piffle and balderdash
This forces web designers to prioritize coding for IE. Coding for standards-compliant browsers becomes a secondary consideration.
Bollocks basically - it's not _that_ hard to write standards compliant code that will work on IE 7 - mostly. You need to just accept that the DOM is broken and to be careful with your CSS use. For instance if you want to make a DIV 200 pixels wide with a padding of 10 pixels instead of making 1 div 220px wide, make a 200px wide div and put another div inside it with "width: auto; padding: 10px;" - problem solved.
The biggest issues are things that are obviously missing from IE - obj.setAttribute() for instance.
Define Standard - the irony here is that MS have representatives in the W3C so they do, in part, help define the standards - they don't however adhere to those standards that they helped create.
Furthermore, you can't claim that IE is "standard" - there is still a split between IE6 and IE7 in the wild (even some instances of IE5 still) - and they handle CSS/JS/DOM differently and so should really be considered different browsers.
Here's the browser stats from the W3Schools site for Jan 08 - bear in mind the site is fairly techy and therefore more likely to attract erm, well, techies:
By that metric Firefox is the standard - if you wanted to get really silly, you could add up the values for Firefox, Opera, Mozilla and Safari - since they are ALL (pretty much) "W3C Standards compliant" and so render the same - it's only IE that isn't.
You get slightly different results from my work website (a largely non-techie user base):
Standards compliant browsers: ~20%
IE7 is by far the most popular, but thankfully it's also the version (of IE) which most closely follows the W3C standards so you can sort of code for IE7+Standards browsers to cover 73% of the user-base; drop your CSS to the basic IE6 implementation and use JS _very_ sparingly and you cover 99% of the user-base.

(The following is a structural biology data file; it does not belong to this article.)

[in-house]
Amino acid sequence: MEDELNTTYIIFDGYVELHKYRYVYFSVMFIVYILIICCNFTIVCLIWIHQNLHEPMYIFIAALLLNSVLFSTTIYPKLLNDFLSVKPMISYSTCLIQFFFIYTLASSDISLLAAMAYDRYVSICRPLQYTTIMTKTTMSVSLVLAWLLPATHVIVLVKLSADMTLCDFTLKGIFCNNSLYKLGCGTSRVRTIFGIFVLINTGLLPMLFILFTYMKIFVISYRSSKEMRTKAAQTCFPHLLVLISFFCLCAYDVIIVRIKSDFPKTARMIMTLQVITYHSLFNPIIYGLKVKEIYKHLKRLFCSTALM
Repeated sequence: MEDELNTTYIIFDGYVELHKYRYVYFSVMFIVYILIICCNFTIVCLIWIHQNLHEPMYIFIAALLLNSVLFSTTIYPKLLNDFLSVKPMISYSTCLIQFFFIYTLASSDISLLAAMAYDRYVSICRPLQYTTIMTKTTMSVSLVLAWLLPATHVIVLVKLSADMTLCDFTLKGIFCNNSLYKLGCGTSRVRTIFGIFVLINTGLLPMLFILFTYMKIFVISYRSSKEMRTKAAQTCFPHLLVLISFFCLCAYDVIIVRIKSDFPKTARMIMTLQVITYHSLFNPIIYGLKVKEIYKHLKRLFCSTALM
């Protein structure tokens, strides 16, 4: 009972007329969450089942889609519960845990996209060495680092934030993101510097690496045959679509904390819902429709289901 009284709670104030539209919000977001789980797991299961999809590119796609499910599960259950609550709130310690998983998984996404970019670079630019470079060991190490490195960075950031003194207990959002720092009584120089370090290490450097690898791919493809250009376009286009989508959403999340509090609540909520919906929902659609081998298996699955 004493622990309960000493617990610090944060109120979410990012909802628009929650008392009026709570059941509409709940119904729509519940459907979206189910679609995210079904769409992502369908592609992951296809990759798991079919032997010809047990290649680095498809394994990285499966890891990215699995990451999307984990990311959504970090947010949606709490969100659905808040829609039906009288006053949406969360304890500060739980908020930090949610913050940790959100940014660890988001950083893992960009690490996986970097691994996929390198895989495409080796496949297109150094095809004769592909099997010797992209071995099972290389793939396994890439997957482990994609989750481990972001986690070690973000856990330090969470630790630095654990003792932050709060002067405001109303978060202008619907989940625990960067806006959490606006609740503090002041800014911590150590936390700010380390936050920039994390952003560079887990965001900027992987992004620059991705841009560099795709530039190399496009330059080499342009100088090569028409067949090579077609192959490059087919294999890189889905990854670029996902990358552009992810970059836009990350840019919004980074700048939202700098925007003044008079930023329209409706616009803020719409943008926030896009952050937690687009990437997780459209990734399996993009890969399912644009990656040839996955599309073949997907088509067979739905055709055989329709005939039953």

Basically, to keep IE happy, follow the standards from about 5 years ago and you should be OK. IE is _badly_ in need of updating, and IE users really need to update their browser - there really shoudn't BE any instances of IE <7 left.
The way "standards" actually come about are that browsers conform to a standard, they then extend that standard - filter: alpha(opacity=x); for instance, the extension gains popularity and is modifed to become part of the next standard - that defines the standard.
Someone came up with the idea of semi-transparent objects (possibly even MS) and the "alpha/opacity filter" spread with IE and Firefox having different implementations. Eventually both implementations were scrapped and "opacity: 0.x;" became the standard. Firefox, Opera et al were all updated to conform to this new standard but IE7 still languishes behind with their old "filter:alpha".
Having won the "browser wars" first time around and getting IE on every desktop has meant that MS haven't done anything serious with it for years - even version 7 didn't greatly improve the underlying rendering engine.
Posted AC so that you can't match those stats up to where I work by using "me" as a commonality!